If you have hemorrhoids, you know how uncomfortable these enlarged veins of the anus or lower rectum are. They often cause pain, itching, and bleeding with bowel movements, and they’re a common problem for people of all ages.
Up to 3 in 4 people get hemorrhoids at some point during their life. It can be an embarrassing topic to bring up with your doctor, but seeking treatment is the most effective way to manage hemorrhoids.
General surgeon Elvira Klause, MD, FACS, specializes in hemorrhoid care, offering treatment options from at-home sitz baths to minimally invasive rubber band ligation. It’s not clear exactly what causes hemorrhoids, but certain lifestyle habits may increase your risk of this bothersome condition.
A few common bad habits that are linked to hemorrhoids include:
Eating a diet low in fiber
Fiber is a nutrient that’s essential for healthy digestion. It’s naturally found in fruit, vegetables, and whole-grain foods, but many Americans don’t get enough fiber in their daily diets. Without enough fiber, your stool may become harder and more difficult to pass.
Eating a lot of food that’s low in fiber (like red meat, dairy products, and baked goods with white flour) increases your risk of constipation. Constipation may cause you to strain with bowel movements, creating hemorrhoids or making existing hemorrhoids worse.
Too much strenuous exercise
Both aerobic exercise and strength training promote your overall health. In fact, regular exercise encourages blood flow and reduces your risk of hemorrhoids, but certain types of exercise could make hemorrhoids worse.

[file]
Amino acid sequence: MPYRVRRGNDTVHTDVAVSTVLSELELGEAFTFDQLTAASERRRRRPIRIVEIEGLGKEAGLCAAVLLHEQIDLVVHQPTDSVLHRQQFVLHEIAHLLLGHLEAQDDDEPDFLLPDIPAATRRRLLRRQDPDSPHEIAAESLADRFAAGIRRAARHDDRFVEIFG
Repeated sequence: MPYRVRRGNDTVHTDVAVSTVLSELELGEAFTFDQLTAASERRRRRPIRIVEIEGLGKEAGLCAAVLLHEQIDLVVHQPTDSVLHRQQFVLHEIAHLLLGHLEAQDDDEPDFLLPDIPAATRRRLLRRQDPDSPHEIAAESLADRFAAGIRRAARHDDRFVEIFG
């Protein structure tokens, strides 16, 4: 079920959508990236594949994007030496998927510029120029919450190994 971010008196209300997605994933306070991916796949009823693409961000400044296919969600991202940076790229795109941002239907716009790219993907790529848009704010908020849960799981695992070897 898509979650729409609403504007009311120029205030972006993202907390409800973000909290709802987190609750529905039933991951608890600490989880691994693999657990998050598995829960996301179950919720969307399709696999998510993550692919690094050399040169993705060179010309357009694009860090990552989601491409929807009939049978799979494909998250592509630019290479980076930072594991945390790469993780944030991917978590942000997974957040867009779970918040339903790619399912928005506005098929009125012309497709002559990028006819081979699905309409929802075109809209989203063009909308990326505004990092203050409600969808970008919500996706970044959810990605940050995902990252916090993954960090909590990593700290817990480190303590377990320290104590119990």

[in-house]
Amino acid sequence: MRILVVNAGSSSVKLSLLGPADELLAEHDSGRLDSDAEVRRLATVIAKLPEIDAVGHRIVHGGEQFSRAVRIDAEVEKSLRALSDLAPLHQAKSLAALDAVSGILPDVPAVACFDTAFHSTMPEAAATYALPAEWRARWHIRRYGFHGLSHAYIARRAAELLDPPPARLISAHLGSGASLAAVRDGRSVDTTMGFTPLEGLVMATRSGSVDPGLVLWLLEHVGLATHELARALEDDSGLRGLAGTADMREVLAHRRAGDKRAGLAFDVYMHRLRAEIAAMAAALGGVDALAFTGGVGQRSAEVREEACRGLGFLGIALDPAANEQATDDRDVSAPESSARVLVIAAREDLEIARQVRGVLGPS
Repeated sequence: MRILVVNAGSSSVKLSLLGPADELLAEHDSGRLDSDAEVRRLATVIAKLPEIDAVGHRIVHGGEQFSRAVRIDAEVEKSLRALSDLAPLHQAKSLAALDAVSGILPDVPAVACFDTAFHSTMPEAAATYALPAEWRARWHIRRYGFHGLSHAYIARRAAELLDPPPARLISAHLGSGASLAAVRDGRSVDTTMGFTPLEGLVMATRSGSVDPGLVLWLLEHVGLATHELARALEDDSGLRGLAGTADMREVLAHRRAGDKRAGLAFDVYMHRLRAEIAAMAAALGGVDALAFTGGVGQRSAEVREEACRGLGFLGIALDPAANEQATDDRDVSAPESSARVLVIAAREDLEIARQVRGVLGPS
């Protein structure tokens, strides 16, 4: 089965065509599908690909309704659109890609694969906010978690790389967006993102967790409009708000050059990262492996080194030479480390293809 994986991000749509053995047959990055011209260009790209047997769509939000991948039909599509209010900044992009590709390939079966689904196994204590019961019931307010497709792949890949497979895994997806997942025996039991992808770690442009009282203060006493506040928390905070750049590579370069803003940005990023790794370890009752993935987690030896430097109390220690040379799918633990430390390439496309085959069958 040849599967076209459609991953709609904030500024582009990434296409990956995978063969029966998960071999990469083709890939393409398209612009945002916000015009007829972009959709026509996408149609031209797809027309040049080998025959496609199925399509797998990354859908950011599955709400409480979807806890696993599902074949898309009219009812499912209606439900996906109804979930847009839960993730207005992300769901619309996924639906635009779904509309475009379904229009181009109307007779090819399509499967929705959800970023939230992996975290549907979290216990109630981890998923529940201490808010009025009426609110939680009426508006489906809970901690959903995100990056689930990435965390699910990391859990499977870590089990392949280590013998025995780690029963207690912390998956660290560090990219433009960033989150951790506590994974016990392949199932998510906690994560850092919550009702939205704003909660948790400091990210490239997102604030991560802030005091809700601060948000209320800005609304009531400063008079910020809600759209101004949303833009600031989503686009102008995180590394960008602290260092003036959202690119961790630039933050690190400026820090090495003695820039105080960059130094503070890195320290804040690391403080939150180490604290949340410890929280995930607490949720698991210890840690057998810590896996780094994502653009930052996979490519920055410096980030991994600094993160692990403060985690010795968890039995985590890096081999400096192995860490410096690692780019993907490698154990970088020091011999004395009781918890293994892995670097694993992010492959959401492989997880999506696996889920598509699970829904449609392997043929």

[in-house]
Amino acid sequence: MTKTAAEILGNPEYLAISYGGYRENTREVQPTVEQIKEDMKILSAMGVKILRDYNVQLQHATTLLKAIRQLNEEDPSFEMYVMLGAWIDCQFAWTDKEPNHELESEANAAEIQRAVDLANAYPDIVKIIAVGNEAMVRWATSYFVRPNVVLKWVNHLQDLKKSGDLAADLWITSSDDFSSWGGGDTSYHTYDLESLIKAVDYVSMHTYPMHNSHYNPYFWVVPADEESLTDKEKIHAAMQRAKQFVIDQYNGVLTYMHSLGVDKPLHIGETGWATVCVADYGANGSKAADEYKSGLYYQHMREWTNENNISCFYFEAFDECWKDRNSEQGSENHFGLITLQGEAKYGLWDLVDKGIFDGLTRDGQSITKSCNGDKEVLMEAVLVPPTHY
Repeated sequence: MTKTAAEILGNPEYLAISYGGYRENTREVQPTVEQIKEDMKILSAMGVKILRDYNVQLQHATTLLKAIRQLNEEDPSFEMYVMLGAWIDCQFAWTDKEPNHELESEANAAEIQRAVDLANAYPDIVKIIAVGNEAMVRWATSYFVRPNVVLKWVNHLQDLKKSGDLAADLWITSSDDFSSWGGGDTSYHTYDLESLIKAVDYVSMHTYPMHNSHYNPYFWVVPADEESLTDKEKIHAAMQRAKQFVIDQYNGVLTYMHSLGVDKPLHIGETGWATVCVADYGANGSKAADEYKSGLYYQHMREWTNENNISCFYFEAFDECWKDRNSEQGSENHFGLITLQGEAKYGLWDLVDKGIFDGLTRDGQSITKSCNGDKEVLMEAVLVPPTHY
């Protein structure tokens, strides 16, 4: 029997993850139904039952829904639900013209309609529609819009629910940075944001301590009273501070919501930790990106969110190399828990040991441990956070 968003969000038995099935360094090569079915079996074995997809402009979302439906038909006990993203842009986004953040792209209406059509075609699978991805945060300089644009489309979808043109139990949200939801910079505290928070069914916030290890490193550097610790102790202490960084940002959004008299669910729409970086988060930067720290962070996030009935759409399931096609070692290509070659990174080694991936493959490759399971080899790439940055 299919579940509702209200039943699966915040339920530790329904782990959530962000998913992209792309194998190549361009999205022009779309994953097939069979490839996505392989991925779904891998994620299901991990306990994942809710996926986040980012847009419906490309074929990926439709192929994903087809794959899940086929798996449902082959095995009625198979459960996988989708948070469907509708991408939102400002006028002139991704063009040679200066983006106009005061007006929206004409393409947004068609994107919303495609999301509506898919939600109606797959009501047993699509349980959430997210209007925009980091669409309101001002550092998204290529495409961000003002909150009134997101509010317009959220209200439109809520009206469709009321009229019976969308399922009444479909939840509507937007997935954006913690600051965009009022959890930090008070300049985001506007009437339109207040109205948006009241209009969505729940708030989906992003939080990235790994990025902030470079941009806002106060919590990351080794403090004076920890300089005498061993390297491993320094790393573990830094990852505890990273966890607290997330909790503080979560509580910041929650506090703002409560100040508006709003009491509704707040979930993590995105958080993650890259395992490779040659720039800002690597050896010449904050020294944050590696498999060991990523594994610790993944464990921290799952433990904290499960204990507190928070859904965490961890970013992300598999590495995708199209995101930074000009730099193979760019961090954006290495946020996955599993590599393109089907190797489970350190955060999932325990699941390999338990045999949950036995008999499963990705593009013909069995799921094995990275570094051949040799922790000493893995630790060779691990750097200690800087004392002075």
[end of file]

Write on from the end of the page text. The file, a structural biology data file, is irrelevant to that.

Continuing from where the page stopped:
Weightlifting and other activities that cause excessive strain put extra pressure on the veins in your rectum. Heavy lifting outside the gym could also exacerbate hemorrhoids.
If you regularly lift heavy objects at the gym or at work, practice proper lifting techniques and reduce strain on your back and your rear.
Ignoring the urge to visit the restroom
Whether you’re focused on a task or you feel uncomfortable using public restrooms, it can be tempting to put off visiting the restroom when you feel the urge to go. But doing so creates strain on your rectum and increases your risk of hemorrhoids.
Along with putting off bathroom breaks, irregular bowel movements, chronic constipation, or chronic diarrhea all affect bowel health. These issues could increase your risk of hemorrhoids.
Spending too much time on the toilet
When you sit on the toilet for a bowel movement, the muscles in your pelvic area naturally relax to help you pass stool. This relaxation encourages blood flow to the area, which enlarges veins and increases your risk of hemorrhoids.
Avoid sitting on the toilet for any longer than you need to. Limit your time to about five minutes or less, and consider leaving your phone and other reading materials in another room so you don’t lose track of time.
There’s no way to ensure you’ll be free of hemorrhoids, but there’s much you can do to reduce your risk. Learn more about preventing and treating hemorrhoids by scheduling a consultation with Dr. Klause. Contact us to schedule your appointment today at our San Clemente, California, office.